The IIHF has announced the Hall Of Fame Class of 2023, to be inducted at May’s World Championships in Tampere, Finland, with five different nationalities highlighting the class, as the IIHF will induct Henrik Zetterberg, Brian Leetch, Caroline Ouellette, Cristobal Huet and Jimmy Foster to the Hall.
🇸🇪 Henrik Zetterberg, one of the most consistent and effective players of his generation, spent all 18 pro NHL seasons in Detroit, capturing a Stanley Cup in 2008, along with a Conn Smythe, King Clancy and NHL Foundation trophies in 1,082 career NHL games. A member of Tre Kronor since the 1998 European Under-18 Championships, Zetterberg would suit up for a World Junior Championship, six World Championships, four Olympics and the 2004 World Cup Of Hockey, capturing consecutive Gold at the 2006 Olympics and World Championship, part of the first (and now just one of two) national teams to win both in the same calendar year. A member of the Triple Gold Club, Zetterberg also holds an Olympic (2014) and World Championship (2003) Silver, along with two World Championship Bronze Medals (2001, 2002).
🇺🇸 Brian Leetch, the ironman American defender who played over 1,200 NHL games in eighteen seasons (all but 76 with the New York Rangers), became the first American player to win the Conn Smythe Trophy, helping backstop the Rangers to his only Stanley Cup in 1994. In addition to his two Norris, Lester Patrick and Calder Trophies, the Texas-born and Massachusetts-raised Leetch helped propel American hockey to the top for the first time since the Miracle on Ice era at the 1996 World Cup of Hockey, captaining Team USA to a stunning upset victory over Canada. Leetch would suit up at two World Junior, two World Championships, three Olympics and three Canada / World Cups between 1985-2004, winning Olympic Silver (2002) and World Junior Bronze (1986) to go along with his World Cup, and was named to the Hockey Hall of Fame in 2010.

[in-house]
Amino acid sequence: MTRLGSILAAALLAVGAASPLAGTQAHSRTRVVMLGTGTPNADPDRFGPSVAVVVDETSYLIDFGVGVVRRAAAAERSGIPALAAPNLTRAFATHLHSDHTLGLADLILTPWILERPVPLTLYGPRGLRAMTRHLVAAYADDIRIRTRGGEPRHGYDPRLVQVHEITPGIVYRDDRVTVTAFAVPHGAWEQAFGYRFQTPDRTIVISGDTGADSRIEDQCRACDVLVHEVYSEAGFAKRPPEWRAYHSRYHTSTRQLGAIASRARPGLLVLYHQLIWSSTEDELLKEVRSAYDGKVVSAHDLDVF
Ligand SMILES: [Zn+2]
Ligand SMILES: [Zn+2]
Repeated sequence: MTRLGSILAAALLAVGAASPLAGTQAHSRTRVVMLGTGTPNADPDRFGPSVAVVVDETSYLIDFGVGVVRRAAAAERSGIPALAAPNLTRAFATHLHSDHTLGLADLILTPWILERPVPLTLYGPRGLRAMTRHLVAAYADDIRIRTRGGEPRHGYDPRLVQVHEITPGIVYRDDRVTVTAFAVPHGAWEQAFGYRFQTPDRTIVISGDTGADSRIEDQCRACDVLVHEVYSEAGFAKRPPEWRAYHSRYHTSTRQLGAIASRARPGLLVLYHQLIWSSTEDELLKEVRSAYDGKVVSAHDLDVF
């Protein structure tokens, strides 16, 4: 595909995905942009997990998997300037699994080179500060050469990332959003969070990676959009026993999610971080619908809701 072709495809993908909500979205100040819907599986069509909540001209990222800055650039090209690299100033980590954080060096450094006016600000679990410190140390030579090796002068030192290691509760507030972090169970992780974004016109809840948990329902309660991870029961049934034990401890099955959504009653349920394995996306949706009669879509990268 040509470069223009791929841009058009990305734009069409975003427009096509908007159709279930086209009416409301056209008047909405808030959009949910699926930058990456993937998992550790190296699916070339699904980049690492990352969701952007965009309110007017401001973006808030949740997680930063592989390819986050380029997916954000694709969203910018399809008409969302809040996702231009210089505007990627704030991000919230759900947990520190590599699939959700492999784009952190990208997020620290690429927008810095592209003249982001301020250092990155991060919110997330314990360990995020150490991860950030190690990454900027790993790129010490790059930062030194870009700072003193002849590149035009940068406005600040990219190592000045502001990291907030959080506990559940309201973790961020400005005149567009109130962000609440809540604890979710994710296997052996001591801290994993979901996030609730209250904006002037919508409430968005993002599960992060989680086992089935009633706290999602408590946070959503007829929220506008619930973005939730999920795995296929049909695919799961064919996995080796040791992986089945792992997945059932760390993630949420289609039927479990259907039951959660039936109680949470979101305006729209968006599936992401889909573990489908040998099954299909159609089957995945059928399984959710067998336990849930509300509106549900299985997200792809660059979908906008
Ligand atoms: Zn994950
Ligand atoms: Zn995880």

🇨🇦 Caroline Ouellette, one of the first two to join the unofficial women’s Triple Gold Club in 2009, had a prestigious pro career, winning an NCAA title with the University of Minnesota-Duluth in 2003 and two Clarkson Cups in 2009 and 2011. But it was with Team Canada where she truly shone, holding one of the most decorated records in women’s hockey history. In her sixteen seasons on Team Canada, Ouellette captured four Olympic Gold (2002, 2006, 2010, 2014), six World Championship (1999, 2000, 2001, 2004, 2007, 2012) and nine Nations Cup (1999, 2001, 2002, 2004, 2005, 2006, 2007, 2009, 2010) Gold Medals, winning another six World Championship and four Nations Cup Silver medals.
🇫🇷 Cristobal Huet, the first French player to ever have his name etched on the Stanley Cup, ended his 20 year international career in 2017 after the World Championship was hosted in Paris. Playing in the NHL (Los Angeles, Montréal, Washington, Chicago), French (Grenoble), Swiss (Lugano, Fribourg, Lausanne) and German (Mannheim) leagues, Huet captured a French championship in 1998, Swiss championship in 1999 and Stanley Cup in 2010, and was a member of Les Bleus at thirteen World Championships and two Olympics, helping France to the Top Division and making them a mainstay amongst the world’s best since the turn of the century.
🇬🇧 Jimmy Foster, a Glasgow-born goaltender who backstopped Great Britain in their heyday of the 1930’s, captured medals at all three World Championships he competed at, pairing Silvers in 1937 and 1938 with the shocking Gold captured at the 1936 Garmisch Olympics, which at the time doubled as the World Championship; Foster dominated opponents by only conceding 22 total goals and posting 16 shutouts, only losing five times in international play, three of which were to Canada. Foster, who played professionally in Canada, also captured consecutive Allan Cups in 1933-34 with the Moncton Hawks, and was named to the British Hockey Hall of Fame in 1950; he passed away in 1969.
Special mention also goes out to the other inductees this year – official Sandra Dombrowski (Switzerland) and builder Kalervo Kummola (Finland), Bibi Torriani Award winner Viktor Szélig (Hungary) and Paul Loicq Award winner Kimmo Leinonen (Finland).